Note, A people may follow Christ far for base ends, as these went after him beyond sea for loaves. A man’s belly will carry him a great way in religion; yea, a man’s belly will make him venture far for Christ.

Note again, They are not feigning compliments, but gracious intentions, that crown the work in the eye of Christ; or thus, it is not the toil and business of professors, but their love to him, that makes him approve of them.

Note again, When men shall look for friendly entertainment at Christ’s hand, if their hearts be rotten, even then will they meet with a check and rebuke. “Ye seek me, not because ye saw the miracles, but because ye did eat of the loaves, and were filled.”

Yet observe again, He doth not refuse to give, even to these, good counsel: he bids them labor for the meat that endureth to eternal life. Oh! how willingly would Jesus Christ have even those professors that come to him with pretenses only, come to him sincerely, that they may be saved.

The text, you will find, is, after much more discourse with and about this people, and it is uttered by the Lord Jesus as the conclusion of the whole, and intimateth that, since they were professors in pretense only, and therefore such as his soul could not delight in, as such, that he would content himself with a remnant that his Father had bestowed upon him. As who should say, I am not like to be honored in your salvation; but the Father hath bestowed upon me a people, and they shall come to me in truth, and in them will I be satisfied. The text, therefore, may be called Christ’s repose; in the fulfilling whereof he resteth himself content, after much labor and many sermons spent, as it were, in vain. As he saith by the prophet, “I have labored in vain, I have spent my strength for nought, and in vain” (Isa 49:4).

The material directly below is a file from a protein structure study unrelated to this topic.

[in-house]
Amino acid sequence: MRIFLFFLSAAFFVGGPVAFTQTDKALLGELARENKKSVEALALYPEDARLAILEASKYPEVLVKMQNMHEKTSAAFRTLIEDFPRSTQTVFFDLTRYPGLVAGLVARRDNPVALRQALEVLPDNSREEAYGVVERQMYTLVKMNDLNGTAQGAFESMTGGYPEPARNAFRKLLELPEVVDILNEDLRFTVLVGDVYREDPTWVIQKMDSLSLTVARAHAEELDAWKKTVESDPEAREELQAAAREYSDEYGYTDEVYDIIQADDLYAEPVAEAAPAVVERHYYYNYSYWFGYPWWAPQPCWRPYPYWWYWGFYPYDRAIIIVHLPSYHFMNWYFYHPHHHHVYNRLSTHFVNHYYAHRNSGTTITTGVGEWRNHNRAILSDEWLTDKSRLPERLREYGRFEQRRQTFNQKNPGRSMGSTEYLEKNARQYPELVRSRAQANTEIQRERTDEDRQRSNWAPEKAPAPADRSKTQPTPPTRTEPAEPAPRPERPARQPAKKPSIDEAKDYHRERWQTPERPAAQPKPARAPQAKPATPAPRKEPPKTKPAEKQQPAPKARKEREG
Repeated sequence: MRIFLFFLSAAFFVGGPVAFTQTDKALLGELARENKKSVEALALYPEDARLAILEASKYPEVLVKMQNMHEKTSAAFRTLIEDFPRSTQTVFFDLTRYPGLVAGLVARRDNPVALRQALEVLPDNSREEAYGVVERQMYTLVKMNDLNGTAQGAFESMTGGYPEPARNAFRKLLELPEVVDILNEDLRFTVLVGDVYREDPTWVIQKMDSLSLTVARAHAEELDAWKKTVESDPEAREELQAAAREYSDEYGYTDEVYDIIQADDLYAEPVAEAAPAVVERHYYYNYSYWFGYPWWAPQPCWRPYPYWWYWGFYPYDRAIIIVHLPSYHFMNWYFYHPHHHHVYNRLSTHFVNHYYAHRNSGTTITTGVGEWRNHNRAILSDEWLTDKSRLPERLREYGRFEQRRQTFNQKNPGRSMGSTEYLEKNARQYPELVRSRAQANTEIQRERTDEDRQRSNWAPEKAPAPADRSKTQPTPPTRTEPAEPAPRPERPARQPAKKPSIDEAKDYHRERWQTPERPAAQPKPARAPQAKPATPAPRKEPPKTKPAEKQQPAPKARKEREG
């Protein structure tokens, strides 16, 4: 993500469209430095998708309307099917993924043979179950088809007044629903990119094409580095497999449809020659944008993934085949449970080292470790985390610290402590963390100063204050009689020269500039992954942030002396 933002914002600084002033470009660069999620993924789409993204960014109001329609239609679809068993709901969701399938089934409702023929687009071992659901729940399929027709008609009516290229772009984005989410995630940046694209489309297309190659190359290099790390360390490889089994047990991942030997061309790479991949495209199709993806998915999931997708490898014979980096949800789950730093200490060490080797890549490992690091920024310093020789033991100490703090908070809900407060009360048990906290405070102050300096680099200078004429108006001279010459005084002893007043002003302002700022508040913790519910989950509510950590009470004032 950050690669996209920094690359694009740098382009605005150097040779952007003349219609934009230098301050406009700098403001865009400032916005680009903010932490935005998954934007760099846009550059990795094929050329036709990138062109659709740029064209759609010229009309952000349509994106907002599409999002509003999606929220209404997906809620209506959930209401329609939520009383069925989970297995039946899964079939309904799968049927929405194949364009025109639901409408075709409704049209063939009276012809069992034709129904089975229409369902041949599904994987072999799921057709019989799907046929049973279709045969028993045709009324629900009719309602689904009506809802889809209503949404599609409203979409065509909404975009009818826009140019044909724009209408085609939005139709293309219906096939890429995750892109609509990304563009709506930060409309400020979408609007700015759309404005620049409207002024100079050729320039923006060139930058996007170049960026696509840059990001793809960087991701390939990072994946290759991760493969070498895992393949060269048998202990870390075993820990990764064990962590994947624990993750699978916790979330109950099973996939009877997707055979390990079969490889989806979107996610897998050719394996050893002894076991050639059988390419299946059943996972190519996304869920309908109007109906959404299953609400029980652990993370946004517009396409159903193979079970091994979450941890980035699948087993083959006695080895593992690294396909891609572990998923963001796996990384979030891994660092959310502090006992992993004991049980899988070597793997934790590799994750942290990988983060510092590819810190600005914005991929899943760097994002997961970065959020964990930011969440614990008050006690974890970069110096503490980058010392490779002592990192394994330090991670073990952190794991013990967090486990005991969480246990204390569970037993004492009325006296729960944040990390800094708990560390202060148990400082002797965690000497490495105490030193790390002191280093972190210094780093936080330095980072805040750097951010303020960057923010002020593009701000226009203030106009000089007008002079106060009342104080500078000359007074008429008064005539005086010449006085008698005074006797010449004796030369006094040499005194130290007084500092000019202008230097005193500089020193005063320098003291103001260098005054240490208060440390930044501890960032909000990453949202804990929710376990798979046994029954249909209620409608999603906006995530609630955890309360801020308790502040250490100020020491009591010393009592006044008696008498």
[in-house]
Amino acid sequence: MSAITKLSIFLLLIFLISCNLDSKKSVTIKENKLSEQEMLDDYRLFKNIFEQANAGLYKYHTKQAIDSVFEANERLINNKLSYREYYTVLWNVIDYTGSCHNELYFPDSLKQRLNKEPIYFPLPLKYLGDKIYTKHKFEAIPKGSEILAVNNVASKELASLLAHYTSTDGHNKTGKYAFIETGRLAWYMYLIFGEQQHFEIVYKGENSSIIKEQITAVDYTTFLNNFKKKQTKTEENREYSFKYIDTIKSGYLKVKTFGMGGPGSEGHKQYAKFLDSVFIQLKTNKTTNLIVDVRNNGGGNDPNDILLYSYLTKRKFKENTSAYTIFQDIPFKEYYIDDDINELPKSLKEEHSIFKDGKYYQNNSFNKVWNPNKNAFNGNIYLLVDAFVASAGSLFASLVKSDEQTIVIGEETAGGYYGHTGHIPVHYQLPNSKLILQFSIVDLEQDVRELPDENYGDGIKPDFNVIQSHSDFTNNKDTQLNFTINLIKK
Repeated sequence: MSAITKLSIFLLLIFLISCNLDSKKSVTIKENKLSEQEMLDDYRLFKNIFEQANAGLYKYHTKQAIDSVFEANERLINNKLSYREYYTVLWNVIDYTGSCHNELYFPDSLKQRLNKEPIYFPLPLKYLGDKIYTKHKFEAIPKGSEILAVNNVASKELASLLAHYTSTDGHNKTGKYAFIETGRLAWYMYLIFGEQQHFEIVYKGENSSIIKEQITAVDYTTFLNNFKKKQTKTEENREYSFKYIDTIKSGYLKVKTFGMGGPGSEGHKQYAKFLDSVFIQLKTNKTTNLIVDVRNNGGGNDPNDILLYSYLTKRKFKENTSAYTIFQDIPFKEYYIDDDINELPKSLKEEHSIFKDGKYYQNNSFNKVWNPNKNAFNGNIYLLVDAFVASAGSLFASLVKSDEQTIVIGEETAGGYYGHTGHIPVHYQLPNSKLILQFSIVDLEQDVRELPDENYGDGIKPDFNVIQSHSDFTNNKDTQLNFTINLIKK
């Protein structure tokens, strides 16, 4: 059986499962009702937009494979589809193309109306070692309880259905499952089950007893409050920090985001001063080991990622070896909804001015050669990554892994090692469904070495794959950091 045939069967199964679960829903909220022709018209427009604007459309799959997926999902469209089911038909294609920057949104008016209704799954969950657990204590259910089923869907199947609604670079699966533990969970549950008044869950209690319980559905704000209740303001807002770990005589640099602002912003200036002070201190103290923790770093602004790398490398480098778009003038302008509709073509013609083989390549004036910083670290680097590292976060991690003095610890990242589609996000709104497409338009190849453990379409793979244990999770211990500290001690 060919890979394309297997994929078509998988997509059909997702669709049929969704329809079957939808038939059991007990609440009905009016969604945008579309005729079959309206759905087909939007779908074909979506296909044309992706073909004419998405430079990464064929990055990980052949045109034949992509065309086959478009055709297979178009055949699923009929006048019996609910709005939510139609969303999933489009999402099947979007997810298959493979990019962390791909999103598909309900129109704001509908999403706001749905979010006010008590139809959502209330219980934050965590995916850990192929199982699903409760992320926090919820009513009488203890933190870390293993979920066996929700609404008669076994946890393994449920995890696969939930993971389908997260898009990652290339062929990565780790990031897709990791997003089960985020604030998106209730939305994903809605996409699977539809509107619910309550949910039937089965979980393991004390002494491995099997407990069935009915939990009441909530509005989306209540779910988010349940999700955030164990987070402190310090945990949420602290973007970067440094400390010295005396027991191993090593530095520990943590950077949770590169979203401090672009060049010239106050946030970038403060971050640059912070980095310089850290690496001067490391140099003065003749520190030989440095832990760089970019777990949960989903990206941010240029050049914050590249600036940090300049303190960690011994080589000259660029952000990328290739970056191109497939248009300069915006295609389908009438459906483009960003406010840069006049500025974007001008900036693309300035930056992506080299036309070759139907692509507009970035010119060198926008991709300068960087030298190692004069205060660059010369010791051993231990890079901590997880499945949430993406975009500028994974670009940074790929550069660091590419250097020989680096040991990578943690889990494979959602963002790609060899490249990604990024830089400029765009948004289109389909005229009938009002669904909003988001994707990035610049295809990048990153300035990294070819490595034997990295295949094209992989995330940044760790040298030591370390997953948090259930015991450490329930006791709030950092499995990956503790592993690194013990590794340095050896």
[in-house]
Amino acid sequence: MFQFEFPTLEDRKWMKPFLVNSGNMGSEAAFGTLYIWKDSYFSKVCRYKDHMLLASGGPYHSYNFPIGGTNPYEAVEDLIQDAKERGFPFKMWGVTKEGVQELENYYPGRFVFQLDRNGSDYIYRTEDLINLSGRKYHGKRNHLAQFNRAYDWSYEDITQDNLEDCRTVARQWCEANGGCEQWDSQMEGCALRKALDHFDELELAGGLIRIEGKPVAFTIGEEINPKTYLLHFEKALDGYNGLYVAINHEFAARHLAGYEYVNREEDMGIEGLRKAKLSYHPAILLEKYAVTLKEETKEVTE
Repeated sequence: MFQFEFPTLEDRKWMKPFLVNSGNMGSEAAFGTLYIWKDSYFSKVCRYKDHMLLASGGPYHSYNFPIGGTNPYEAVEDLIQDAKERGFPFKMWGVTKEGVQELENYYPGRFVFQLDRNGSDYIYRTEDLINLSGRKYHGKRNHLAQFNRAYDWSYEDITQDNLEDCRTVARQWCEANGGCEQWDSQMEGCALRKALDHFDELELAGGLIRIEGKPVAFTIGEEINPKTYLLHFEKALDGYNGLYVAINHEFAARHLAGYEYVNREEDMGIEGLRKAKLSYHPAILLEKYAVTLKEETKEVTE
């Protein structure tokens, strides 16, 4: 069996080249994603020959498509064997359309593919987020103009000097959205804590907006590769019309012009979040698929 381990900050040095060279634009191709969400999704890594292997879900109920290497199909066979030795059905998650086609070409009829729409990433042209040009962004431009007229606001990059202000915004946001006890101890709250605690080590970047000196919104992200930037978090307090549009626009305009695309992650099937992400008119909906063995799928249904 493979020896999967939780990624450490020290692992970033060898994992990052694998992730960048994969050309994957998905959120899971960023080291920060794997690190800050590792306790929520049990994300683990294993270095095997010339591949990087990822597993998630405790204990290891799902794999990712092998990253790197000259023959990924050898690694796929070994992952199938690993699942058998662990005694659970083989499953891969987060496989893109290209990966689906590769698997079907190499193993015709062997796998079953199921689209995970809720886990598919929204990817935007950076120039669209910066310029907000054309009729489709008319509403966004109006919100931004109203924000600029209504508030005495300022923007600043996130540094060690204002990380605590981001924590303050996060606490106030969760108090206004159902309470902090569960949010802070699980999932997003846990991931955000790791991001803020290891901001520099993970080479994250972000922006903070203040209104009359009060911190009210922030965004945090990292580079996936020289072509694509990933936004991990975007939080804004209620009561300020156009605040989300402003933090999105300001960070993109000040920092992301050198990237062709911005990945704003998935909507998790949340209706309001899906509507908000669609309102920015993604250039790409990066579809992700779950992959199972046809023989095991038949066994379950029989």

But as there he saith, “My judgment is with the LORD, and my work with my God;” so in the text he saith, “All that the Father giveth me shall come to me; and him that cometh to me I will in no wise cast out.” By these words, therefore, the Lord Jesus comforteth himself under the consideration of the dissimulation of some of his followers. He also thus betook himself to rest under the consideration of the little effect that his ministry had in Capernaum, Chorazin, and Bethsaida: “I thank thee, O Father,” said he, “Lord of heaven and earth, because thou has hid these things from the wise and prudent, and hast revealed them unto babes; even so, Father, for so it seemed good in thy sight” (Matt 11:25; Luke 10:21).

The text, in the general, standeth of TWO PARTS, and hath special respect to the Father and the Son; as also to their joint management of the salvation of the people: “All that the Father giveth me shall come to me; and him that cometh to me I will in no wise cast out.” The first part of the text, as is evident, respecteth the Father and his gift; the other part the Son and his reception of that gift.